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City chooses safety over adhering to master plan

By Laura Giles - Correspondent - | Oct 6, 2012

The Pleasant Grove City Council chose safety of children over the city’s master plan this week. Members of the council said no to a chance at purchasing property that would enable them to build a planned road in the future.

The future road connection of 800 North to 100 East is part of the street master plan. A necessary piece of property for this plan became available for $27,000. The road would run directly across from Pleasant Grove Junior High School.

City engineer Degen Lewis said the road would give residents an easier connection to 100 East. It also would be a benefit because 800 North would run almost straight through to American Fork, he said.

However, PTSA president Jennifer Baptista urged council members to consider the students at the junior high and the impact the additional road would have in an already congested area.

“Please consider the safety of the children,” Baptista said.

Baptista said if a light were put in at the new intersection, safety may improve. However, there is no guarantee that UDOT would install a light, as there is one just three blocks away at the intersection of 1100 North and 100 East.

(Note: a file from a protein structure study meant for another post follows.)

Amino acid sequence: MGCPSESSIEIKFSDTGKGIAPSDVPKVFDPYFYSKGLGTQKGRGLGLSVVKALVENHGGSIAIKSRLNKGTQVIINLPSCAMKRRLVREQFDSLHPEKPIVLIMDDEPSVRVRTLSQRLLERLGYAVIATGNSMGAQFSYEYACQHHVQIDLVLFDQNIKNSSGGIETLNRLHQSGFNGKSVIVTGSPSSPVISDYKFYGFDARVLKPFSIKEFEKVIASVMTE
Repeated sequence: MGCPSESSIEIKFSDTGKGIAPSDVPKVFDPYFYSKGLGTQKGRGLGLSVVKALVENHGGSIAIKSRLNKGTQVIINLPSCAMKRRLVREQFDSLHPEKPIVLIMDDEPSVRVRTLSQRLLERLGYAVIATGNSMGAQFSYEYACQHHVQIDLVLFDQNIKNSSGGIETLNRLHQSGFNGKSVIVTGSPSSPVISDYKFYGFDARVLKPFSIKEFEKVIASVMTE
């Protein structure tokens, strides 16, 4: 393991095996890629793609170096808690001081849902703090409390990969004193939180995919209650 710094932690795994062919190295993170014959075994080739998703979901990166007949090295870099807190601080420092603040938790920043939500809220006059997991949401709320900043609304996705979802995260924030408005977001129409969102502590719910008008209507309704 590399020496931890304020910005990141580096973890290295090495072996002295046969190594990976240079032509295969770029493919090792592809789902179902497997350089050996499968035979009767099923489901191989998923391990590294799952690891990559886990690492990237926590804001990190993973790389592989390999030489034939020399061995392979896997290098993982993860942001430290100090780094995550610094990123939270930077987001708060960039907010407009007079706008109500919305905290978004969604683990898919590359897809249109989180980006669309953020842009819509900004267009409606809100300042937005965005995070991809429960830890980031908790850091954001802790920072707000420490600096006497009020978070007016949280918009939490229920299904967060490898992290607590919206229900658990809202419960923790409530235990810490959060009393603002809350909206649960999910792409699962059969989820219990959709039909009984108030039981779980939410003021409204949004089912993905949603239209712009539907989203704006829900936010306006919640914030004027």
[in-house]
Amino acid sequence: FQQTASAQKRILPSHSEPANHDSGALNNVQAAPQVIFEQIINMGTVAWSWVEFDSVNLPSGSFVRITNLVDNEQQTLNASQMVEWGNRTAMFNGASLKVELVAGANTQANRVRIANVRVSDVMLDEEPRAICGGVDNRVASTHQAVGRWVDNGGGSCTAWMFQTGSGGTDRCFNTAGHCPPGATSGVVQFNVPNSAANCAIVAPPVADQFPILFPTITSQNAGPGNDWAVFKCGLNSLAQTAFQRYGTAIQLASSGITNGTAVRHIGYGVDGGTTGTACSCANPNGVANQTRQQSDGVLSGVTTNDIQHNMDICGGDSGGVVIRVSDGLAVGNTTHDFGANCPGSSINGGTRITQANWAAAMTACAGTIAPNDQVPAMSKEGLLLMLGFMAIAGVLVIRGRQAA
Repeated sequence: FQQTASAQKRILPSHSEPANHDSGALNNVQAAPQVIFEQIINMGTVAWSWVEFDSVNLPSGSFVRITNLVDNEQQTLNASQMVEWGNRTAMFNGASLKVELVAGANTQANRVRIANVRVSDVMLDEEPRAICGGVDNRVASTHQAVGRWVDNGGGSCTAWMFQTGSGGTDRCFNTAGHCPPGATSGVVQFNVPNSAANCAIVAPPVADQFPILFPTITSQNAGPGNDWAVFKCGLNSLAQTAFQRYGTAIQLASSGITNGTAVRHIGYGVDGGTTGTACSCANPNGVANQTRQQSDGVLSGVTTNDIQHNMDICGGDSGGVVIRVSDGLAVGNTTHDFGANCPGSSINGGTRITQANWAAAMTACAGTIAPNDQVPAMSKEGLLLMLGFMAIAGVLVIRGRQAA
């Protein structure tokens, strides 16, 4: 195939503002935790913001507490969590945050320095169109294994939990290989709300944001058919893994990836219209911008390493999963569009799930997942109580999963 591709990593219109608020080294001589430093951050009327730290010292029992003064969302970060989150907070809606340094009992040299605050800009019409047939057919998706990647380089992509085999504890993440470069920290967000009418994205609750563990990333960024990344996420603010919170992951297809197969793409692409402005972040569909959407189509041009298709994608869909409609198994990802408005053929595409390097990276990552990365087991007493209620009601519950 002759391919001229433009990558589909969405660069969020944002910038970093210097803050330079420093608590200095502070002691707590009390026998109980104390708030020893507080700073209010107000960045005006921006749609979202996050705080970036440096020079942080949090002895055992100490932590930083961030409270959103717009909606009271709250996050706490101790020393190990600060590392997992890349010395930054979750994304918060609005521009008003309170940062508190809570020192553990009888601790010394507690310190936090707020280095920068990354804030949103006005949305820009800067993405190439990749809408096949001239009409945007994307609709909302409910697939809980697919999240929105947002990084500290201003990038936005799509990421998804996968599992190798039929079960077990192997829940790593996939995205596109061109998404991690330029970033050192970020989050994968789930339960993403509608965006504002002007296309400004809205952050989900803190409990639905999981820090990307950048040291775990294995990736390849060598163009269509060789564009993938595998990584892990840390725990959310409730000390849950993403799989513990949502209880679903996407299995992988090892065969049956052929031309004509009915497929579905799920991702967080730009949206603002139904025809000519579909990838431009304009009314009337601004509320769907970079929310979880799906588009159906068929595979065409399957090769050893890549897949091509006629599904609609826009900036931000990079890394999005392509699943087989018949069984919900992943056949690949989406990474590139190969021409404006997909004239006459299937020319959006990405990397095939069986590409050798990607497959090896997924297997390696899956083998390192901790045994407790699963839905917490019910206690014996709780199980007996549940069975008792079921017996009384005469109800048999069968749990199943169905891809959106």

Neighbors from the area commented, saying the road does not make sense, even if it is in the master plan. They also voiced their concerns for the safety of the junior high students.

Council members didn’t immediately agree, pointing out, as Councilman Jay Meacham did, that citizens asked for that road on the master plan during public hearings on the matter. The issue then became whether the master plan needed to be changed, Councilwoman Cindy Boyd said, adding that probably less than 1 percent of the population even knew that the plan was changed in 2009.

“I think we need to re-address the street master plan,” she said.

In the end, all members of the council voted against the purchase of the property and added that they would like to further discuss the master plan.

“Safety is our first and foremost concern,” Councilman Cyd LeMone said.


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